Soy sauce, Thai dark sweet: This is dark soy sauce with added caramelized sugar or molasses. Do not confuse it with dark soy sauce which is also dark in color but isn’t sweet or sticky.

Soy sauce, Thai thin: This soy sauce is lighter both in color and concentration than regular soy sauce and is perfect for Thai cooking.

Tamarind block: This is made of mature tamarinds which have been shelled (and oftentimes deseeded) and packed into a small but dense block that weighs about 6 to 8 ounces. Unless the recipe instructs you otherwise, tamarind in this state is usually prepared by being soaked and diluted in water to create a loose paste before being used.

Tamarind paste: This is a thick but loose paste of tamarind pulp which has been loosened with water. If you don’t want to prepare tamarind paste from a block of tamarind pulp, you can buy it ready made. Tamarind paste, often labeled “tamarind concentrate,” comes in a plastic jar which needs to be refrigerated once opened. Be sure to use a Thai brand, because different brands vary greatly in consistency, and we test our recipes with a Thai brand.

Thai pickled garlic: These are whole garlic heads that have been pickled in a sweet and salty brine until soft and fragrant. They come in a glass jar, packed in their pickling liquid. Recipes often call for both the pulp of the pickled garlic and the pickling liquid.

Tinapa: Tinapa is a type of Filipino smoked fish. If you cannot find it, use any dry-smoke small fish.

Vinegar, Filipino cane: This is vinegar that is made from fermented cane juice. Use a Filipino brand, such as Datu Puti, in our recipes for best results.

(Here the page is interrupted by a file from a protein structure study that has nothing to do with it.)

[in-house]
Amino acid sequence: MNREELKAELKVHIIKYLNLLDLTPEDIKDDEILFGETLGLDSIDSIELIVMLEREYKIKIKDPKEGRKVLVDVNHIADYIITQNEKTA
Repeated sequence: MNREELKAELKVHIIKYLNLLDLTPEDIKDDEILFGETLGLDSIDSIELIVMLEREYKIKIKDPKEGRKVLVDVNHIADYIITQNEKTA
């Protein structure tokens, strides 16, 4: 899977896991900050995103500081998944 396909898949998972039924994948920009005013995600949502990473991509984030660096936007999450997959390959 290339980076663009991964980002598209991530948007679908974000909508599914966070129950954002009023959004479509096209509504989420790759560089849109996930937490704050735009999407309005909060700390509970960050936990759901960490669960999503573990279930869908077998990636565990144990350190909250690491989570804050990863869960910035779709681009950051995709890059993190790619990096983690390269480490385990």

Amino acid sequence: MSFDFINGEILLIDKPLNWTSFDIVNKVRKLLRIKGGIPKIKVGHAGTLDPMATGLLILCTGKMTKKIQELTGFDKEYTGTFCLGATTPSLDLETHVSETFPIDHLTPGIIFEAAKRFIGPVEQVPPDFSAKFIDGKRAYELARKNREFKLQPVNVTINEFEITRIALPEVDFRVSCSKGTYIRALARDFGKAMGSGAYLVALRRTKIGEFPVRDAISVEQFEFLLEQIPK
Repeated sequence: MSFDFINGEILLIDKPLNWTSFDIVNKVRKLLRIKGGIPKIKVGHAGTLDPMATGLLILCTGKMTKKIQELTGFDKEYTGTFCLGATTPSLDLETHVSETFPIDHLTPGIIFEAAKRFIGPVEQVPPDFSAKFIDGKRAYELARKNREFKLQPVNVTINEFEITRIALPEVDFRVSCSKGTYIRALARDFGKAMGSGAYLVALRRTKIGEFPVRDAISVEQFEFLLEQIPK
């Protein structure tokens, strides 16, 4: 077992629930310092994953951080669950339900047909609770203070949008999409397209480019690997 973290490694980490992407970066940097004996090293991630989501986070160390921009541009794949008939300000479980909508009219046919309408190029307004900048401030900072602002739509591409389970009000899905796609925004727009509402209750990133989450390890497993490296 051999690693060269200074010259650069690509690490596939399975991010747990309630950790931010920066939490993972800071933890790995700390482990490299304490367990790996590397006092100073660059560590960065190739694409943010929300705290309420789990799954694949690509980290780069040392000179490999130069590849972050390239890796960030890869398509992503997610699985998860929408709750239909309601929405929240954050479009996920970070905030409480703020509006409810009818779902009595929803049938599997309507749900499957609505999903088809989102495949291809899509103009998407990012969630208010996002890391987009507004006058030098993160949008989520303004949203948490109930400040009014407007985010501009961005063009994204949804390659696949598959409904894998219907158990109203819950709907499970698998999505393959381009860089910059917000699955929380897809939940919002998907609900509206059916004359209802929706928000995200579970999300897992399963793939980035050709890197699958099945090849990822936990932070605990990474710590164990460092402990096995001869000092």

Vinegar, Chinese black: Also called zhenjiang or chinkiang vinegar, this dark brown and potent (but fragrant) vinegar is usually used in small amounts. It’s widely available at most Asian markets.

Wine, rice white: Look for shaoxing wine at most Asian stores.


Bihon noodles: These dried rice vermicelli-style rice noodles come in a 16-ounce plastic package and are imported from the Philippines. Look for “Excellent Rice Stick” with a large red shrimp on the label. That’s what we test our recipes with.

Bun noodles (Vietnamese dried vermicelli): These dried vermicelli-style noodles are used in Vietnamese dishes. They need to be cooked in lots of water and rinsed very well before being used.

Glass noodles: These dried noodles are made of mung bean starch and sold wounded into small bundles. Before being used, they usually need to be soaked first, drained, and cut into desired lengths. Glass noodles cook up translucent—hence the name—and tender with some chewiness. Be sure to use a brand that is made of 100% mung bean for best results.

Khanom jin, fresh: This is fresh rice vermicelli that is used heavily in Thai cooking as a rice alternative. Fresh khanom jin can be fermented or unfermented with the latter being prized for the tang and the deep flavor it possesses. Unless you live in Thailand, it’s nearly impossible to find fresh khanom jin.